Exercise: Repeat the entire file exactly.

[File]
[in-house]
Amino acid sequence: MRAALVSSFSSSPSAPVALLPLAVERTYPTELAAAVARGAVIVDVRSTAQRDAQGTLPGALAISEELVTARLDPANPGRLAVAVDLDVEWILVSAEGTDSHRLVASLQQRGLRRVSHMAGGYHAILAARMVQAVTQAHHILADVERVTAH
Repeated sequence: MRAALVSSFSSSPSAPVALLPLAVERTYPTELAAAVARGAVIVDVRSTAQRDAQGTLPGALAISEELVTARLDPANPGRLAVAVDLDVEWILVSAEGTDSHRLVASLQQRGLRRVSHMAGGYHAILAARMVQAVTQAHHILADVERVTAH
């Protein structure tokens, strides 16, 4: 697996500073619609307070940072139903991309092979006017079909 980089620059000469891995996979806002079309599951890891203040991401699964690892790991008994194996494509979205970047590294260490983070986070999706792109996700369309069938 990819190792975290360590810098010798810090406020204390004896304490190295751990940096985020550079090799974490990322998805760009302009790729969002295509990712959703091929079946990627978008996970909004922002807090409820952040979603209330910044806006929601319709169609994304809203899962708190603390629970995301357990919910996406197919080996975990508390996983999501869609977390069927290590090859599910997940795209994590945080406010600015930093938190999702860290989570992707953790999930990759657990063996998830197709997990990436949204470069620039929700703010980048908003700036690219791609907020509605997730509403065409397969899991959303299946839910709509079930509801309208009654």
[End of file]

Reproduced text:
[in-house]
Amino acid sequence: MRAALVSSFSSSPSAPVALLPLAVERTYPTELAAAVARGAVIVDVRSTAQRDAQGTLPGALAISEELVTARLDPANPGRLAVAVDLDVEWILVSAEGTDSHRLVASLQQRGLRRVSHMAGGYHAILAARMVQAVTQAHHILADVERVTAH
Repeated sequence: MRAALVSSFSSSPSAPVALLPLAVERTYPTELAAAVARGAVIVDVRSTAQRDAQGTLPGALAISEELVTARLDPANPGRLAVAVDLDVEWILVSAEGTDSHRLVASLQQRGLRRVSHMAGGYHAILAARMVQAVTQAHHILADVERVTAH
């Protein structure tokens, strides 16, 4: 697996500073619609307070940072139903991309092979006017079909 980089620059000469891995996979806002079309599951890891203040991401699964690892790991008994194996494509979205970047590294260490983070986070999706792109996700369309069938 990819190792975290360590810098010798810090406020204390004896304490190295751990940096985020550079090799974490990322998805760009302009790729969002295509990712959703091929079946990627978008996970909004922002807090409820952040979603209330910044806006929601319709169609994304809203899962708190603390629970995301357990919910996406197919080996975990508390996983999501869609977390069927290590090859599910997940795209994590945080406010600015930093938190999702860290989570992707953790999930990759657990063996998830197709997990990436949204470069620039929700703010980048908003700036690219791609907020509605997730509403065409397969899991959303299946839910709509079930509801309208009654």